Benchmarking Tool Aims to Help Semiconductor Facilities Improve Energy Efficiency

Nov. 19, 2009
'FABS21' users can filter peer facilities' data set based on climate zone, facility type and cleanliness level.

Scientists at the Department of Energy's Lawrence Berkeley National Laboratory, in cooperation with the International SEMATECH Manufacturing Initiative (ISMI), are releasing for beta testing a computer-based tool to help the world's semiconductor manufacturing facilities ("fabs") evaluate and improve their energy efficiency.

The tool -- called "FABS21" -- draws on previous research at Berkeley Lab into benchmarking for high-technology facilities such as laboratories, data centers and clean rooms, according to the lab. It also makes use of the survey methods and data collected through the Semiconductor Industry Association (SIA). Berkeley Lab researchers collaborated with ISMI's Green Fab working group to validate the benchmarking methodology.

"Resource efficiency is not just an environmental initiative -- it is also an important business process that can reduce costs for fabs," said James Beasley, ESH technology manager for ISMI, the global consortium of the world's major semiconductor manufacturers, which is sponsoring the tool's development. "ISMI is pleased to be partnering with Berkley Lab on this project. Finding ways to conserve resources is vital to the long-term growth of the semiconductor industry, and tools such as the FABS21 benchmark database help ISMI and the industry address the challenges of sustainable manufacturing."

Tool Provides up to 46 Benchmarking Metrics

Benchmarking is the process of comparing a building's or facility's energy and water use to those of peer facilities. With FABS21, users can benchmark their facilities using up to 46 different building- and system-level metrics, which fall into two categories. They can benchmark the overall facility energy and water efficiency, for example, as kilowatt-hour/square centimeter of wafer output, and gallons per square foot of manufacturing space.

The metrics will help facility operators who are applying for certification in the LEED-EBOM (Existing Buildings Operations and Maintenance) rating system, according to the Berkeley Lab.

FABS21 also gives users system-level metrics, which are used for "action-oriented benchmarking." With this information, users can identify potential actions to improve specific system areas such as ventilation airflow efficiency (watts/cubic feet per minute), and chiller plant efficiency (kilowatt/ton). The tool has metrics for environmental conditions, ventilation, cooling and heating, process equipment, and lighting and electrical systems, according to the Berkeley Lab.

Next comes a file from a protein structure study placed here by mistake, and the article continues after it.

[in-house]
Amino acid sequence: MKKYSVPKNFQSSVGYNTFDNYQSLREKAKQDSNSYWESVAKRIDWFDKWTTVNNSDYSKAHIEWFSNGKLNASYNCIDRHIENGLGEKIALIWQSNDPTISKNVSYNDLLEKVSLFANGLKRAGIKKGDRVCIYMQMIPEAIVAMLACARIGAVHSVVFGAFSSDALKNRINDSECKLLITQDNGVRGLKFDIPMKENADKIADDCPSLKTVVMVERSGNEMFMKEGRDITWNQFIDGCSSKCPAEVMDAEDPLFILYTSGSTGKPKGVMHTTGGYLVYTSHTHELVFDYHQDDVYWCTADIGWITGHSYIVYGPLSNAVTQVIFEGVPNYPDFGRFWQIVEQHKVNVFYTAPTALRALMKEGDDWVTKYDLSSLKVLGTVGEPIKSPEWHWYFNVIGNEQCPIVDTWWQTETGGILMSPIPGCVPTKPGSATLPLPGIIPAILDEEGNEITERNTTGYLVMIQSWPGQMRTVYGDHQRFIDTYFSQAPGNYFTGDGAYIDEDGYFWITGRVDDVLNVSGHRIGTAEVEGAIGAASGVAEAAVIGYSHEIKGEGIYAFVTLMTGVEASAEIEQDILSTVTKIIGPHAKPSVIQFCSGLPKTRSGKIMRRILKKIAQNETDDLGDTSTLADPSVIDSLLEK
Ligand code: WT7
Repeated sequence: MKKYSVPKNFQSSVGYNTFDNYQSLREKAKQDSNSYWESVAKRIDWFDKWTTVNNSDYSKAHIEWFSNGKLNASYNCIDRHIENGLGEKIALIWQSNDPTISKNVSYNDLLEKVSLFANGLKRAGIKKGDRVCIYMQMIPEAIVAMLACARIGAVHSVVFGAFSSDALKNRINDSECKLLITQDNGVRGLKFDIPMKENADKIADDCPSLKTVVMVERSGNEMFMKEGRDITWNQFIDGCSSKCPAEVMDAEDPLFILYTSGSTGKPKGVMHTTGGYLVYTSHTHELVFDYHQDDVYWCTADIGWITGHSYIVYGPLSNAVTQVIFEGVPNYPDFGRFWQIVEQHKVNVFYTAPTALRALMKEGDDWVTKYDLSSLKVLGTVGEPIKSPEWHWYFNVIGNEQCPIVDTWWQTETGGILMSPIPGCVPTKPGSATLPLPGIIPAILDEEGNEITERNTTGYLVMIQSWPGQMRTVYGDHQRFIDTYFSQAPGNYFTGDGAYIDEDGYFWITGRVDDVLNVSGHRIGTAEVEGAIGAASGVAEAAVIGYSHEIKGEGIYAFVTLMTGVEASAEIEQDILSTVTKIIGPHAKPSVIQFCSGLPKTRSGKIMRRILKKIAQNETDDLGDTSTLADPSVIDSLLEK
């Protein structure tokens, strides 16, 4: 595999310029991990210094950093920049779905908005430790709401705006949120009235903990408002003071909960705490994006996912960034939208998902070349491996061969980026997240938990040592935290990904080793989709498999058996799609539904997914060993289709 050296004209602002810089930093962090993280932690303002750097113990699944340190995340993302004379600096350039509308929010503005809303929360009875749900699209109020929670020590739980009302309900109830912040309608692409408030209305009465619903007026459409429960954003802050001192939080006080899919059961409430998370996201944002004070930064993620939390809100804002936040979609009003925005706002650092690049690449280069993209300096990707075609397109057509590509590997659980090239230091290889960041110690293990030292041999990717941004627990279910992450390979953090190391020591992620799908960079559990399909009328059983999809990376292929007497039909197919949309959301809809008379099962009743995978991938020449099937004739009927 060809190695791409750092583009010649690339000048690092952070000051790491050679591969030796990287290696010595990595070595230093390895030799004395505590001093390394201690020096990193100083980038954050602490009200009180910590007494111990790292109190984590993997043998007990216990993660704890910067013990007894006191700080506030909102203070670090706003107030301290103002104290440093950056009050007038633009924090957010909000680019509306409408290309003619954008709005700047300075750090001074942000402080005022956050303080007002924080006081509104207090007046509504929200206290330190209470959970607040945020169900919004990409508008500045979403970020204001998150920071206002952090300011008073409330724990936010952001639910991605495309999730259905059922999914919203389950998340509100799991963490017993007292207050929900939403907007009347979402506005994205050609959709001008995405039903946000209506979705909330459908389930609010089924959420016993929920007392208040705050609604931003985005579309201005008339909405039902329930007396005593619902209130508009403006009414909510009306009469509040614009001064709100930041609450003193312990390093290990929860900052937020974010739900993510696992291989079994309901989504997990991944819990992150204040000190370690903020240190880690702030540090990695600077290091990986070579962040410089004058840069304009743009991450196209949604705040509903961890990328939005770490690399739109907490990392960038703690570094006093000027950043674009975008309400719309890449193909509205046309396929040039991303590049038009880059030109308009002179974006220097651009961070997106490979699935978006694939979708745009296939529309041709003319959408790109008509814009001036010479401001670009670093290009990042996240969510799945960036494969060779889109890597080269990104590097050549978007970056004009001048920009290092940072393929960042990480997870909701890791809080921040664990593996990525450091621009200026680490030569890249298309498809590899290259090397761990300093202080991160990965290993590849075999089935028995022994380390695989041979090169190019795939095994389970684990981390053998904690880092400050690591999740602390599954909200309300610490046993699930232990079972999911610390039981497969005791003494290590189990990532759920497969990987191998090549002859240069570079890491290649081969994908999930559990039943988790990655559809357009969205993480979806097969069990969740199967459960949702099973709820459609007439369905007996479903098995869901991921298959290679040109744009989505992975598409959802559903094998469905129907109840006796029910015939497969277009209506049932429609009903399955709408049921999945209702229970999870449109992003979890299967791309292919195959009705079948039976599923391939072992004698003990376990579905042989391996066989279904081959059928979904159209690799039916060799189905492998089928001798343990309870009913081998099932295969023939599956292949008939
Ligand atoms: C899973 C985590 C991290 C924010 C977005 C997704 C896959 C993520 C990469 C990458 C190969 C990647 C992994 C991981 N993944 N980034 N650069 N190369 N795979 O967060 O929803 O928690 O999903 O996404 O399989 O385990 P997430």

Users can benchmark a facility across a set of years, as well as compare to a group of similar facilities. They can filter the peer facilities data set based on climate zone, facility type and cleanliness level.

FABS21 is being beta-tested by members of ISMI and is expected to go into full release this month, according to the Berkeley Lab.

About the Author

Josh Cable | Former Senior Editor

Former Senior Editor Josh Cable covered innovation issues -- including trends and best practices in R&D, process improvement and product development. He also reported on the best practices of the most successful companies and executives in the world of transportation manufacturing, which encompasses the aerospace, automotive, rail and shipbuilding sectors. 

Josh also led the IndustryWeek Manufacturing Hall of Fame, IW’s annual tribute to the most influential executives and thought leaders in U.S. manufacturing history.

Before joining IndustryWeek, Josh was the editor-in-chief of Penton Media’s Government Product News and Government Procurement. He also was an award-winning beat reporter for several small newspapers in Northeast Ohio.

Josh received his BFA in creative writing from Bowling Green University, and continued his professional development through course-work at Ohio University and Cuyahoga Community College.

A lifelong resident of the Buckeye State, Josh currently lives in the Tremont neighborhood of Cleveland. When the weather cooperates, you’ll find him riding his bike to work, exercising his green thumb in the backyard or playing ultimate Frisbee.  

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